In most B2B service organizations, the key performance indicators (KPI’s) are based on reducing customer’s interaction time or making money. The thinking is that short interaction time means higher customer satisfaction and less cost; and this thinking is correct. But, not having the interaction at all is priceless!
Think about this – if retail stores offer pleasant sales people, attractive store layout, and the ability to touch and try on alternatives then how come we all flock to Amazon, Rue La La, and all the other ecommerce sites? Because on-line shopping eliminates the round-trip drive, the hassle of the crowds (on Saturday or holidays) and the fawning salespeople trying to sell us stuff we neither want nor need. And we can return stuff without making the same trip a second time.
What about business travel? How many times have you said (or thought) “Why am I on this airplane? I could have handled this with a videoconference and saved the cost and the wear and tear on my body. I could be sleeping in my own bed instead of an airport hotel.” Ugh!
In our efforts to increase customer satisfaction, we are focusing on removing stress, hassle, and frustration for each interaction (touchpoint) the customer has with the organization. Here are a few examples:
- We invest in reducing caller wait time and increasing first call resolution
- We institute procedures to make it easy to send in a warranty repair and make sure we minimize the total time it takes for the repair and return
- We add field technicians to reduce equipment downtime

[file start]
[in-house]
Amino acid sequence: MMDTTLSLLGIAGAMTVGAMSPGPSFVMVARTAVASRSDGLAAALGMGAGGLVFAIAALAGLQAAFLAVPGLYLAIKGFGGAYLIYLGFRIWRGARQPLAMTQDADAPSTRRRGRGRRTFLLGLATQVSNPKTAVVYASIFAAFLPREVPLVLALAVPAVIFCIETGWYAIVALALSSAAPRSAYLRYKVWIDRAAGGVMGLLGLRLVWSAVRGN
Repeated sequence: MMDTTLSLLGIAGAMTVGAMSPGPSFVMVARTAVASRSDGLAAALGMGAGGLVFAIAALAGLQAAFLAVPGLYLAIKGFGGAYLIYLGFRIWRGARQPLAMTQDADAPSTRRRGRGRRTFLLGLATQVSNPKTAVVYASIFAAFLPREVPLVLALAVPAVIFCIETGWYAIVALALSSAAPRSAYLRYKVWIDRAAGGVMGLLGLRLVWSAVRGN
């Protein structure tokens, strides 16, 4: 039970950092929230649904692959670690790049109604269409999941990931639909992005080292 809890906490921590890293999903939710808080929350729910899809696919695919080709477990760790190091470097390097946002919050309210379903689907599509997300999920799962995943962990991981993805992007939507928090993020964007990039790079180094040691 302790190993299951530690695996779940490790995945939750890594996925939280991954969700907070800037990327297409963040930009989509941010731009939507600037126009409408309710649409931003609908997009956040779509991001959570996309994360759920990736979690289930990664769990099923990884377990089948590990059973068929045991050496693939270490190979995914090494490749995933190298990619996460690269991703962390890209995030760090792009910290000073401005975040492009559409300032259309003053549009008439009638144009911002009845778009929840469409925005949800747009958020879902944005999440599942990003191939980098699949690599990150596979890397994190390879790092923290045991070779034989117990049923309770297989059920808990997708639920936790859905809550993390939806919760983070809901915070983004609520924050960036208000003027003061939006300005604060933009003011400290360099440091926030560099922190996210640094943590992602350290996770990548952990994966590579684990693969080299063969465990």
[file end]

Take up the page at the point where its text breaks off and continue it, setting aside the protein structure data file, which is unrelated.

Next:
- We invest in remote diagnostics to reduce the pressure a software bug induces in our end-users
But, not having to do something is usually better than doing something well. Here is how McKinsey put it:
“To maximize customer satisfaction, companies have long emphasized touchpoints. But doing so can make customers seem happier than they actually are and divert attention from the bigger, more important issue: the customer’s end-to-end journey.”
And the goal is not to make the journey easy, it is to make the journey unnecessary.
Here are some examples:
You send your customer some consumable parts and she calls and complains that they are not what she ordered. Your agent tells her to keep them and she will send out the correct part for next day delivery and she will not be invoiced for the incorrect shipment. Sure, not sending the wrong item was the objective but the “simple” solution at least minimizes the hassle of repacking the wrong items, shipping them back, exchanging invoices and credit notes, and hoping the correct items will arrive it time to not impact her operation.
A customer calls your help desk with a problem. It is resolved in about 15 minutes. The agent then says, “If you have a few more minutes, I would like to make sure the software is the latest revision and your settings have not changed since it was last upgraded.” The customer agrees and the agent finds that a setting had changed and would no doubt cause a problem down the road. With the customer’s permission, the setting was changed and the next call was avoided!
For years, the process of installing your products was “painful.” The company studied each step in the process and determined that a pre-delivery inspection of the install location could reduce both time and expenses. The company added a step in the selling process and, as a result, was not only able to head-off problems before the occurred, but was able to sell additional options which helped the end user achieve the value he purchased long before he expected. Major win!!
As you go through your customer journey mapping exercise, keep your eyes and ears opened for the opportunity to totally eliminate steps (and interactions). Everyone wins!!